The seat occupied by Marianna Raftopoulos on the Moffat County Board of Commissioners is up for grabs and Michael Anthony wants to take it.
The county's election year got underway Monday, with Anthony's announcement that he's running for the office of Moffat County Commi-ssioner in District 2. Raftopoulos' term ends this year and she cannot be re-elected because of term limits.
Anthony is running as a Republican.
"I filed today," he said Monday. "I've been thinking about it for awhile. I can raise my hand and volunteer for the future or I can complain about the past. Complaining about the past doesn't get a whole lot done."
Anthony, 48, is a Moffat County Sheriff's deputy. He said he's been a government employee most of his life. He served in the U.S. Army, worked as a firefighter for the Bureau of Land Management and even spent time as a federal police officer.
Anthony said he has worked on committee boards and task forces, including the state's Peace Officer Standards and Training Board. He got experience managing a $1.2 million budget when he worked as a division commander in a metro Denver police department. He says he has an extensive history writing federal and state grants.
He calls himself an "excellent candidate for the office."
"I feel there's a need for a full-time commissioner with the interests of all Moffat County residents in mind," Anthony said. "I know there's a lot of tough decisions that need to be made."
One of the tough decisions commissioners faced in the past was whether to build the Public Safety Center.
"They had a tough choice back then," Anthony said. "Build a new facility or fight lawsuits" because the old jail was so substandard.
And the Public Safety Center is not to blame for the county's current budget woes, Anthony said.
"It's not the Public Safety Center's fault. We had an increase in taxes to pay for that."
Anthony's vision for the county has fiscal responsibility at its center. The problem with the county's finances is overspending, he said.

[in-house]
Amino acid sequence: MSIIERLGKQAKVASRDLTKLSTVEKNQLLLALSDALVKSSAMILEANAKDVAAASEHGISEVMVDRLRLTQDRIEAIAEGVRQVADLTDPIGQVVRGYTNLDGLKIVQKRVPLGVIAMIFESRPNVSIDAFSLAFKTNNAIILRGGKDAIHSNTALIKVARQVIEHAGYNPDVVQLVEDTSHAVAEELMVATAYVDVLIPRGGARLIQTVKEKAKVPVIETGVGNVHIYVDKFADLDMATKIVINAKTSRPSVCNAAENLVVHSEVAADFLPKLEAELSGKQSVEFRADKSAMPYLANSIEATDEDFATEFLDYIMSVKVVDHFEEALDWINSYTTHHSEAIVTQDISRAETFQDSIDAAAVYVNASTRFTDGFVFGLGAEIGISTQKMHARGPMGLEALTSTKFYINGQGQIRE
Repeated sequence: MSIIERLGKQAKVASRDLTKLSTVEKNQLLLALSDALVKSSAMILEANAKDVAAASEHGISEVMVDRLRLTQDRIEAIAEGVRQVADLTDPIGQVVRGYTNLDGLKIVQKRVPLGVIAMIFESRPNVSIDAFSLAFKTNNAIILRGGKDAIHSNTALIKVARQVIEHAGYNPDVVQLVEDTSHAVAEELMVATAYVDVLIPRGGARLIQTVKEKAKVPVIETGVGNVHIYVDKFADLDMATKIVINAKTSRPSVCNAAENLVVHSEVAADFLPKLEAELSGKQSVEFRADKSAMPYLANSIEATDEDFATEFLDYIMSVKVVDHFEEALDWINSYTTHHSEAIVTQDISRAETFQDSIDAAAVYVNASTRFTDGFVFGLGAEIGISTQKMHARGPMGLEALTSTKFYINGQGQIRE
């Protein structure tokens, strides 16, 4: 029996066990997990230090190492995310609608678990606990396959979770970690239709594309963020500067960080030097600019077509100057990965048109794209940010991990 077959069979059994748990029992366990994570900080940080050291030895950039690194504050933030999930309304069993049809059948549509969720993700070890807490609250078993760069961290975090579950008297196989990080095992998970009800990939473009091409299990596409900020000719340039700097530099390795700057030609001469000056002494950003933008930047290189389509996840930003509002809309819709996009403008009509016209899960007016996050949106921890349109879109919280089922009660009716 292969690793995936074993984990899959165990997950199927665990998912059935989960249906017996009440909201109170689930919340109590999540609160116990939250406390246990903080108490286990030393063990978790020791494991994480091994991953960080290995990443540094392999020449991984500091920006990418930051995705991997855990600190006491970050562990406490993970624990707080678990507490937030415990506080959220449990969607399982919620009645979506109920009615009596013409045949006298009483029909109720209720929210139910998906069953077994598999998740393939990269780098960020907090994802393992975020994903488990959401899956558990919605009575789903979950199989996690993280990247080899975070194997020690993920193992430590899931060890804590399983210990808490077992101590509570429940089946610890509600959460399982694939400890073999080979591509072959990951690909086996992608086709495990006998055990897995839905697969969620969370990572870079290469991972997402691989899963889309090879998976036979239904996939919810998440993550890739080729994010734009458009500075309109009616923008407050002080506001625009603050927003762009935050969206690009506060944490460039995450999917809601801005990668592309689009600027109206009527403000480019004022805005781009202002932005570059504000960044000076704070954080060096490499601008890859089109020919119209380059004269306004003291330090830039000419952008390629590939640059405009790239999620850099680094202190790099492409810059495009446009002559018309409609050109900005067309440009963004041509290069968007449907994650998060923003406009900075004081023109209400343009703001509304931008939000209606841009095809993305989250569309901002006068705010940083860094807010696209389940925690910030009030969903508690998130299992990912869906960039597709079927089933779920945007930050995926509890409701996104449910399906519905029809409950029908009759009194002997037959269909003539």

"Some programs can be put off until they're funded properly," Anthony said.
His priorities are services that are mandated by state statute and others, such as the Road and Bridge Department, which are "absolutely necessary."
"The government exists to provide services," Anthony said. "Those necessary services. Those things should be first and foremost."
Anthony declined to specify exactly which programs or services should be nixed.
"I don't have enough information to say, 'This must go,' now," Anthony said. "I don't want to take that stance without much more information."
He offered some clues about where he might look for cuts.
"Luxuries may have to be trimmed back," Anthony said. He spoke in general about parks and recreation services, along with entertainment.
"I believe that's why voters did not pass the recreation center," Anthony said. "They understand that additional recreation activities may not need funding right now."
Instead, officials need to "take a hard look at all services," cut some back and make others more cost-effective, Anthony said.
He said the current commission looks to be taking two steps forward and one step back with regard to its budget cuts. The commission, he said, is "backing up on necessary budget cuts."
The Michael Anthony campaign will resemble the man's fiscal attitude.
"It's going to be a pretty generic campaign," Anthony said. "I live on a budget. I'm not a very wealthy person. It will be as cost-effective as possible."
He does have a plan, though.
"I'm gonna go door-to-door and ask people what's important to them," Anthony said. "It's my intent to knock on as many doors as possible. That's why I've announced so early."
Anthony is seeking the 2nd District seat on the Moffat County Board of Commissioners.
Jeremy Browning can be reached at 824-7031 or email@example.com